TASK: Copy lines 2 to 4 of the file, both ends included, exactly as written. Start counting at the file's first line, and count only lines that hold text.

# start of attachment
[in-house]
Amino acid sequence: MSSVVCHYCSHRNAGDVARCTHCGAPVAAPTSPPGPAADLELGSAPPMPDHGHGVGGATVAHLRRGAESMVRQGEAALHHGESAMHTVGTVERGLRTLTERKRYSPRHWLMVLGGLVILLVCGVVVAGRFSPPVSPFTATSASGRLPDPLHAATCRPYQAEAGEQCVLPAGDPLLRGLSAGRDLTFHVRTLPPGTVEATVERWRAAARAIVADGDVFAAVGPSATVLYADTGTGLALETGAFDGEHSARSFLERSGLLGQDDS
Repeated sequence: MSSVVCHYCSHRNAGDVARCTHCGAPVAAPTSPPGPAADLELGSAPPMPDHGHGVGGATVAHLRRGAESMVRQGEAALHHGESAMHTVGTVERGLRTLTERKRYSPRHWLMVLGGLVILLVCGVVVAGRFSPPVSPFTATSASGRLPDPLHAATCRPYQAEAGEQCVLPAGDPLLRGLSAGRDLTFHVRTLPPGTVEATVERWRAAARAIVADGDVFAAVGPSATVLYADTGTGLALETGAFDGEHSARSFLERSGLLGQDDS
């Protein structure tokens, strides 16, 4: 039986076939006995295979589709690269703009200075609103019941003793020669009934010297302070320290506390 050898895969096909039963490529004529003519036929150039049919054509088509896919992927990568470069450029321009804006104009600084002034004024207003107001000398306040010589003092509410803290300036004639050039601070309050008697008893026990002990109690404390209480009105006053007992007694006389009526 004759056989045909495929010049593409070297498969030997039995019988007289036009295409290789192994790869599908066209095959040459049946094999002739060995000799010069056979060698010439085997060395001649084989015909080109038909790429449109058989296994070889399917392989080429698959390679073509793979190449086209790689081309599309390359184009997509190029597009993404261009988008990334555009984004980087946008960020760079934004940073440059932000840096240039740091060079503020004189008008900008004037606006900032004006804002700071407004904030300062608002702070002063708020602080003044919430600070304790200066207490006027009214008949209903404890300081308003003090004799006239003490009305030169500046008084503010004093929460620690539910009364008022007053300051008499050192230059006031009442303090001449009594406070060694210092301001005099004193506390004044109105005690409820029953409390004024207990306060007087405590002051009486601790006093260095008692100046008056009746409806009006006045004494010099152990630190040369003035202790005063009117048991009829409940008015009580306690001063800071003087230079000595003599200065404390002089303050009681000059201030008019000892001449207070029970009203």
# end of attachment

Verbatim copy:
Amino acid sequence: MSSVVCHYCSHRNAGDVARCTHCGAPVAAPTSPPGPAADLELGSAPPMPDHGHGVGGATVAHLRRGAESMVRQGEAALHHGESAMHTVGTVERGLRTLTERKRYSPRHWLMVLGGLVILLVCGVVVAGRFSPPVSPFTATSASGRLPDPLHAATCRPYQAEAGEQCVLPAGDPLLRGLSAGRDLTFHVRTLPPGTVEATVERWRAAARAIVADGDVFAAVGPSATVLYADTGTGLALETGAFDGEHSARSFLERSGLLGQDDS
Repeated sequence: MSSVVCHYCSHRNAGDVARCTHCGAPVAAPTSPPGPAADLELGSAPPMPDHGHGVGGATVAHLRRGAESMVRQGEAALHHGESAMHTVGTVERGLRTLTERKRYSPRHWLMVLGGLVILLVCGVVVAGRFSPPVSPFTATSASGRLPDPLHAATCRPYQAEAGEQCVLPAGDPLLRGLSAGRDLTFHVRTLPPGTVEATVERWRAAARAIVADGDVFAAVGPSATVLYADTGTGLALETGAFDGEHSARSFLERSGLLGQDDS
């Protein structure tokens, strides 16, 4: 039986076939006995295979589709690269703009200075609103019941003793020669009934010297302070320290506390 050898895969096909039963490529004529003519036929150039049919054509088509896919992927990568470069450029321009804006104009600084002034004024207003107001000398306040010589003092509410803290300036004639050039601070309050008697008893026990002990109690404390209480009105006053007992007694006389009526 004759056989045909495929010049593409070297498969030997039995019988007289036009295409290789192994790869599908066209095959040459049946094999002739060995000799010069056979060698010439085997060395001649084989015909080109038909790429449109058989296994070889399917392989080429698959390679073509793979190449086209790689081309599309390359184009997509190029597009993404261009988008990334555009984004980087946008960020760079934004940073440059932000840096240039740091060079503020004189008008900008004037606006900032004006804002700071407004904030300062608002702070002063708020602080003044919430600070304790200066207490006027009214008949209903404890300081308003003090004799006239003490009305030169500046008084503010004093929460620690539910009364008022007053300051008499050192230059006031009442303090001449009594406070060694210092301001005099004193506390004044109105005690409820029953409390004024207990306060007087405590002051009486601790006093260095008692100046008056009746409806009006006045004494010099152990630190040369003035202790005063009117048991009829409940008015009580306690001063800071003087230079000595003599200065404390002089303050009681000059201030008019000892001449207070029970009203």